In a narrow defeat for women across the world, the House voted 216 to 211 to block an amendment to this year's foreign aid bill that would have provided $100 million over two years in international family planning funds. Co-sponsored by Rep. Barbara Lee (D-CA) and Rep. Joseph Crowley (D-NY), the measure was an attempt to counteract Bush's decision to block $34 million in funds last year. Bush refused to follow Congressional approval to allocate these funds because of allegations by the right-wing Population Research Institute that UNFPA programs in China used coercive family planning policies - allegations that were later disproved by a State Department fact-finding team.
Crowley decided to help lead efforts to reinstate these funds after he spoke with a birthing assistant in Malawi, who asked for kerosene so she could see during her patients' labor and clean razor blades so that she could cut umbilical cords, according to the Washington Post. "That had a profound impact on me," Crowley told the Post. "It's not about abortion...It's more than about providing contraception. It's about child survival and maternal survival."
US contributions to the UNFPA make up 13 percent of the total funding for its international family planning programs - enabling UNFPA to prevent two million unwanted pregnancies, 4,700 maternal deaths, nearly 60,000 cases of maternal illnesses and over 77,000 cases of infant and child death. The failure of the United States to fund the agency, which offers family planning services in more than 140 countries "means more unnecessary and unsafe abortions, increased cases of HIV/AIDS, more girls suffering from fistulas and female genital mutilation and more women dying in childbirth," said Phyllis Oakley, chair of the United States Committee for United States Population Fund, as reported by Kaiser Daily Reproductive Health Reports.
To replace government funds, the 34 Million Friends campaign is a grassroots movement that has sprung up in the US to raise money for the UNFPA. It announced its first million in May.
8/28/2015 Alaska Court Protects Abortion Access for Low-Income Women - The Alaska Superior Court struck down a state law yesterday that would have severely limited abortion access for low-income women in Alaska.
The state's Superior Court also struck down a Department of Health and Social Services regulation that placed narrow specifications on Medicaid coverage for abortions, requiring that Medicaid-funded abortions be determined by a physician to be "medically necessary." Last year, the Center for Reproductive Rights, the American Civil Liberties Union, and Planned Parenthood sued on behalf of the Planned Parenthood of the Great Northwest, claiming that the narrow definition of "medically necessary" arbitrarily established conditions designed to restrict the ability of low-income women to access abortion services.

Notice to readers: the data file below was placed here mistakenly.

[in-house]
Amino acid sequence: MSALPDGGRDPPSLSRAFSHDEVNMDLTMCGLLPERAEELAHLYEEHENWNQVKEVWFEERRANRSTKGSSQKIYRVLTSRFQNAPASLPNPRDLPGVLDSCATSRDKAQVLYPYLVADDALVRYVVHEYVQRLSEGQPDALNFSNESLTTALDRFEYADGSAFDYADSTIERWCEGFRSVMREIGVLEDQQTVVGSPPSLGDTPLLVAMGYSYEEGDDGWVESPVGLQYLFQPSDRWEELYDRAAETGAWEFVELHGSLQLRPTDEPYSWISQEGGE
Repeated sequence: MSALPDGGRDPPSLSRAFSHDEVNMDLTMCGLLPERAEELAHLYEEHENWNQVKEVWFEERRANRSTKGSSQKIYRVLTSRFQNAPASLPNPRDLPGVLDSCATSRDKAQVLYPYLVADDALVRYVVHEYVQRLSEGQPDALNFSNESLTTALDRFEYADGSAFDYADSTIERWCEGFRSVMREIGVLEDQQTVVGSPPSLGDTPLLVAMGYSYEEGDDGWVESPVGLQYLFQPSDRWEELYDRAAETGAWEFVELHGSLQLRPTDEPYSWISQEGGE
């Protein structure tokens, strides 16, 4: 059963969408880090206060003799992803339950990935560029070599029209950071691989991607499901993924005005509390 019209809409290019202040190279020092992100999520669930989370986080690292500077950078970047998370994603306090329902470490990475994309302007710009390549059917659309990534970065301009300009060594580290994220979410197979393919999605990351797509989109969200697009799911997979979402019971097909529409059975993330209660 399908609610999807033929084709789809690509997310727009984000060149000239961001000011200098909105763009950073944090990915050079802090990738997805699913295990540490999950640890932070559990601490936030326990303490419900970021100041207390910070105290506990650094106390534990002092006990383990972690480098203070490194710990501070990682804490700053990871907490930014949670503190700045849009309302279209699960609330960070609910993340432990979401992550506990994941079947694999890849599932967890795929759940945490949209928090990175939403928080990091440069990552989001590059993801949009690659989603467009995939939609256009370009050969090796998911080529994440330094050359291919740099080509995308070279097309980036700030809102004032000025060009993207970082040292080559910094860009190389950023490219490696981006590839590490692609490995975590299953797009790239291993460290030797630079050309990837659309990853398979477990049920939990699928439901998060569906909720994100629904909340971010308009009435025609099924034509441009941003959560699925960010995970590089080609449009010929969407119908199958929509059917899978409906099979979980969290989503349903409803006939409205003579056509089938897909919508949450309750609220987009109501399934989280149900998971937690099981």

The law was temporarily blocked last July by an Alaskan state court judge.
Superior Court Judge John Suddock ordered yesterday that the state be blocked from implementing this regulation, ruling that it placed an undue burden on low-income women seeking abortion services in Alaska.
"By providing health care to all poor Alaskans except women who need abortions, the challenged regulation violates the state constitutional guarantee of 'equal rights, opportunities, and protection under the law'," the ruling read.
"We applaud the superior court for striing down these cruel restrictions on women's health and rights that violate the Alaska Constitution," said Chris Charbonneau, CEO of Planned Parenthood of the Great Northwest and the Hawaiian Islands. . . .
8/26/2015 Saudi Women Prepare to Vote for the First Time - The fight for gender equality is making slow but notable progress in Saudi Arabia, where women will be allowed to vote for the first time in upcoming December elections.
This shift in Saudi law came in 2011, when a royal decree announced that women would be allowed to vote and run in local elections beginning in December of 2015. . . .